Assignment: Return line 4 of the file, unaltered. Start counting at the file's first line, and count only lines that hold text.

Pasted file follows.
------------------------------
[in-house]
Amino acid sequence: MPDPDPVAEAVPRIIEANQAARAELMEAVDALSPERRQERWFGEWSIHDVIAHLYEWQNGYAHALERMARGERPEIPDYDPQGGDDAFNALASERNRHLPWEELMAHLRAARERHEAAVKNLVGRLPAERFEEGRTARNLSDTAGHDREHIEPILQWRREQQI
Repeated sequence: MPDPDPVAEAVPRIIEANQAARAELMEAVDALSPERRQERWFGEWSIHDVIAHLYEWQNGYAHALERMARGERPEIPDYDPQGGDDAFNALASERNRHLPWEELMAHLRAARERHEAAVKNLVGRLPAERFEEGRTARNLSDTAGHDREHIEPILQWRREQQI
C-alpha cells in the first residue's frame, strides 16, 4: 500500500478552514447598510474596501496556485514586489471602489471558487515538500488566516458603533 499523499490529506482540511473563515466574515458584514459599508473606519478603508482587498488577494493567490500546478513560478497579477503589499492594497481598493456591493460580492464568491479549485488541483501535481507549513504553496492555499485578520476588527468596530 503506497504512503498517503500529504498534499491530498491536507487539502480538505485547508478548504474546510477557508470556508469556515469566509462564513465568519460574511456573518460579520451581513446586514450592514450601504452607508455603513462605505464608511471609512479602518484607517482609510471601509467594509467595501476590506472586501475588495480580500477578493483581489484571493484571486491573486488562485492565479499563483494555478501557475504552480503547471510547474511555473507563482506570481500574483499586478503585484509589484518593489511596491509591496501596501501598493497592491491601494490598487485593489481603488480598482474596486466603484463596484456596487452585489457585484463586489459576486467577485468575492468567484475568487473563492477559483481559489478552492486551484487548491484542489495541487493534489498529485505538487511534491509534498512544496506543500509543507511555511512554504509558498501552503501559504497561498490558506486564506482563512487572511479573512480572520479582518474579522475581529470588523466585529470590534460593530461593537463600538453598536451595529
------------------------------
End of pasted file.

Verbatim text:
C-alpha cells in the first residue's frame, strides 16, 4: 500500500478552514447598510474596501496556485514586489471602489471558487515538500488566516458603533 499523499490529506482540511473563515466574515458584514459599508473606519478603508482587498488577494493567490500546478513560478497579477503589499492594497481598493456591493460580492464568491479549485488541483501535481507549513504553496492555499485578520476588527468596530 503506497504512503498517503500529504498534499491530498491536507487539502480538505485547508478548504474546510477557508470556508469556515469566509462564513465568519460574511456573518460579520451581513446586514450592514450601504452607508455603513462605505464608511471609512479602518484607517482609510471601509467594509467595501476590506472586501475588495480580500477578493483581489484571493484571486491573486488562485492565479499563483494555478501557475504552480503547471510547474511555473507563482506570481500574483499586478503585484509589484518593489511596491509591496501596501501598493497592491491601494490598487485593489481603488480598482474596486466603484463596484456596487452585489457585484463586489459576486467577485468575492468567484475568487473563492477559483481559489478552492486551484487548491484542489495541487493534489498529485505538487511534491509534498512544496506543500509543507511555511512554504509558498501552503501559504497561498490558506486564506482563512487572511479573512480572520479582518474579522475581529470588523466585529470590534460593530461593537463600538453598536451595529